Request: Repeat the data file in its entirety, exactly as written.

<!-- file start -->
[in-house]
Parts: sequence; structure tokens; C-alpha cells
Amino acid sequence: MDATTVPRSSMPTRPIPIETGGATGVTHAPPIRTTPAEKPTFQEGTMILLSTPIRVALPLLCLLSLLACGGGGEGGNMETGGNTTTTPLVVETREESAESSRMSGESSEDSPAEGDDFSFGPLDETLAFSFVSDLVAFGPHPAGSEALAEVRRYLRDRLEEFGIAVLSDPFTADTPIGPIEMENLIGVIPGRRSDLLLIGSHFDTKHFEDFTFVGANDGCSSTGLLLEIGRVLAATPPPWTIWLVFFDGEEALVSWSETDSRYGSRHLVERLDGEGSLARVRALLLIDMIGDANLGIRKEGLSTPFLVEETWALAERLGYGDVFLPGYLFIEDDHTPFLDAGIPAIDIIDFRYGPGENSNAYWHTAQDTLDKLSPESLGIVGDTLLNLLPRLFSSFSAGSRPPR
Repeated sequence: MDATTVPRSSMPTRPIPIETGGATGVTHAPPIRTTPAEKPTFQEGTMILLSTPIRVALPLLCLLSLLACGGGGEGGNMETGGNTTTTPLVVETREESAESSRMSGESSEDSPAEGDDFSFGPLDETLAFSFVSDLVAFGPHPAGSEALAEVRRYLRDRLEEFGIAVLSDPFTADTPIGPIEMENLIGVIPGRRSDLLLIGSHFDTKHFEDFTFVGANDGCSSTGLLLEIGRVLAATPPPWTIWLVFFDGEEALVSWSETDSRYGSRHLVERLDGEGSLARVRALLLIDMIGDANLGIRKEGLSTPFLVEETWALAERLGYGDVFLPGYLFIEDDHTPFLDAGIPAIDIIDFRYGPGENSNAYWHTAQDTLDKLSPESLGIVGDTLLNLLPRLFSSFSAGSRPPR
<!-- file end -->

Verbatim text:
[in-house]
Parts: sequence; structure tokens; C-alpha cells
Amino acid sequence: MDATTVPRSSMPTRPIPIETGGATGVTHAPPIRTTPAEKPTFQEGTMILLSTPIRVALPLLCLLSLLACGGGGEGGNMETGGNTTTTPLVVETREESAESSRMSGESSEDSPAEGDDFSFGPLDETLAFSFVSDLVAFGPHPAGSEALAEVRRYLRDRLEEFGIAVLSDPFTADTPIGPIEMENLIGVIPGRRSDLLLIGSHFDTKHFEDFTFVGANDGCSSTGLLLEIGRVLAATPPPWTIWLVFFDGEEALVSWSETDSRYGSRHLVERLDGEGSLARVRALLLIDMIGDANLGIRKEGLSTPFLVEETWALAERLGYGDVFLPGYLFIEDDHTPFLDAGIPAIDIIDFRYGPGENSNAYWHTAQDTLDKLSPESLGIVGDTLLNLLPRLFSSFSAGSRPPR
Repeated sequence: MDATTVPRSSMPTRPIPIETGGATGVTHAPPIRTTPAEKPTFQEGTMILLSTPIRVALPLLCLLSLLACGGGGEGGNMETGGNTTTTPLVVETREESAESSRMSGESSEDSPAEGDDFSFGPLDETLAFSFVSDLVAFGPHPAGSEALAEVRRYLRDRLEEFGIAVLSDPFTADTPIGPIEMENLIGVIPGRRSDLLLIGSHFDTKHFEDFTFVGANDGCSSTGLLLEIGRVLAATPPPWTIWLVFFDGEEALVSWSETDSRYGSRHLVERLDGEGSLARVRALLLIDMIGDANLGIRKEGLSTPFLVEETWALAERLGYGDVFLPGYLFIEDDHTPFLDAGIPAIDIIDFRYGPGENSNAYWHTAQDTLDKLSPESLGIVGDTLLNLLPRLFSSFSAGSRPPR